Rick Ross’s song, U.O.E.N.O., has spawned a lot of controversy for its lyrics. Specifically a line in the song that says:
“Put Molly all in her champagne, she ain’t even know it/ I took her home and I enjoyed that, she ain’t even know it”
It has been argued that the song condones date rape. Ross received a lot of heat behind the song’s release causing him to lose his endorsement with Reebok and make a public apology. Ross has stated that he does not support date rape.
From the controversy, a number of conversations has begun regarding violence and misogny in Hip Hop culture and rap music. One of the more notable discussions is a twitter discussion that occurred between rappers Lupe Fiasco and Talib Kweli. The two rappers had a much publicized intellectual debate on the issue of violence in rap lyrics.
Lupe Fiasco, a long time opponent to gangsta rap and rap music like it, asserted that rappers such as Rick Ross should be held accountable and disowned by the Hip Hop community. Fiasco believes that music is such a big part of Black culture and, therefore, has too much influence to be wielded haphazardly.
Talib Kweli agrees that rappers should be held accountable for the music they create but he believes that only way to change these individuals is by embracing them and showing the error of their ways.
The two rappers went back and forth going as far as drawing on current events, Hip Hop history, and even Marxism to support their views in a discussion that lasted for 20 minutes.
Due to the controversy of Lupe Fiasco’s tweets, his management company has taken control of his twitter account. Numerous tweets were release to stating that Fiasco willingly gave up his twitter account to his management to focus on “other projects.” So one of the best public conversation to occur between two rappers in probably the last five years has been quelled because the industry might deem it bad for a rapper’s image.
This further reiterates Hip Hop culture’s loss of freedom and negation of the power it once possessed. When I think about rappers like N.W.A. who produced songs like Fuck The Police or Public Enemy that gave us songs like Fear of a Black Planet and Fight The Power, I am reminded of what made Hip Hop what it is today: it’s sincere, uncensored, uncompromised voice.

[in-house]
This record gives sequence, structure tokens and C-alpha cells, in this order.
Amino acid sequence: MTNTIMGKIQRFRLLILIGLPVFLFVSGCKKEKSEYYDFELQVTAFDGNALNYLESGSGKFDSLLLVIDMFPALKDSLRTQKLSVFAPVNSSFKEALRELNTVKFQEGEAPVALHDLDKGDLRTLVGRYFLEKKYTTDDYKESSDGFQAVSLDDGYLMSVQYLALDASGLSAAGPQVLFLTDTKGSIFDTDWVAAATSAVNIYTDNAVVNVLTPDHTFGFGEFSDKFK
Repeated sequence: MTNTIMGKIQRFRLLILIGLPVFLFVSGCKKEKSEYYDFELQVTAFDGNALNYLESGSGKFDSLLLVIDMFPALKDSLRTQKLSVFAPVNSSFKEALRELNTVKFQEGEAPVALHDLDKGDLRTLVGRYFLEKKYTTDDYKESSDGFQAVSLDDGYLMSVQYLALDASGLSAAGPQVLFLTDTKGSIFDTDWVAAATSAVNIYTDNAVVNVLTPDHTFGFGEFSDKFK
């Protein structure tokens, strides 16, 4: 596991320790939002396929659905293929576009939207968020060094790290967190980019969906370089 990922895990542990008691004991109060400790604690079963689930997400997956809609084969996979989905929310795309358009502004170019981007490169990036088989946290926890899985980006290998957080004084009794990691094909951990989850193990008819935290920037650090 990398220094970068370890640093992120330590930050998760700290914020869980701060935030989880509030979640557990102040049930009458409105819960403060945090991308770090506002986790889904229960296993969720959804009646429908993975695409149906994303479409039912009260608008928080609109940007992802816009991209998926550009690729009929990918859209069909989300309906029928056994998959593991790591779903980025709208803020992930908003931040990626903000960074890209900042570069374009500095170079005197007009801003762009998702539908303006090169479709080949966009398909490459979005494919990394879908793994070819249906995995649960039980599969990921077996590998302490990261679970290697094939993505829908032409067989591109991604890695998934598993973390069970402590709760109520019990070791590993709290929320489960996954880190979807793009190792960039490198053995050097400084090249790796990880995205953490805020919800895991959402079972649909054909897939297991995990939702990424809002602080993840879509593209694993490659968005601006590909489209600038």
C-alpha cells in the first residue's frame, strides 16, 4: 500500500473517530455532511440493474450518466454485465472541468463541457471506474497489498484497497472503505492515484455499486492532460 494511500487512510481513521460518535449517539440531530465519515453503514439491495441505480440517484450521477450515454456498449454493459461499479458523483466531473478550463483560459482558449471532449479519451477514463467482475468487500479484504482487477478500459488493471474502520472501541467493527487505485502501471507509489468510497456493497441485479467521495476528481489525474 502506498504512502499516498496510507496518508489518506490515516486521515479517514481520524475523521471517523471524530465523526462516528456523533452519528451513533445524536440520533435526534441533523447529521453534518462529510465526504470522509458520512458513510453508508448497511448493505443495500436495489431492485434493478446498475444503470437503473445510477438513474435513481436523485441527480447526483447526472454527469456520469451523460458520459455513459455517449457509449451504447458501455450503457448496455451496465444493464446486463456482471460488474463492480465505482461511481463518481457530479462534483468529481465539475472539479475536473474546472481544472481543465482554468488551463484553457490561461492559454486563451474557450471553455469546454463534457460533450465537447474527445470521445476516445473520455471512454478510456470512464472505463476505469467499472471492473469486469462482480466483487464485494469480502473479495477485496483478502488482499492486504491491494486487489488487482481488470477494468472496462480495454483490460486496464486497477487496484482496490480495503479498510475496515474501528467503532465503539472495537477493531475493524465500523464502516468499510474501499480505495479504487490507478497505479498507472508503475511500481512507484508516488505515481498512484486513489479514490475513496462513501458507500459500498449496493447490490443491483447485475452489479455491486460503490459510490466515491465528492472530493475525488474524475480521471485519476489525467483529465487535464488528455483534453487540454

It warmed my heart to see the debate take place. Not only because the public does not often see intellectual discourse from rappers but also because these are the exact people who should be having this discussion. The general public and the media pundits will always voice their opinions (sometimes we could do without them) but those individuals who are directly involved in the matter at hand should be the ones to conclude what can or should be done. All too often Hip Hop and rap music is objectified and criticized by individuals from outside the community. This creates masturbatory rhetoric that neither arrives at a solution to he problem nor accurately diagnoses it.
If Rap music is ever going to redeem its former glory and remain true to the Hip Hop culture that birthed it, rappers will have to continue to stand up and speak out. When issues about the music, or culture arise, rappers (as some of the most visible representatives) should take to the forefront of the conversation, regardless of whether they agree. It cannot be left in the hands of some external force or individual to address, diagnose, or solve Hip Hops’s problems.
“One does not fight to influence change and then leave the change to someone else to bring about.”
– Kwame Ture (Stokely Carmichael)
I’m not sayin’; I’m just sayin’,
An Angry Black Man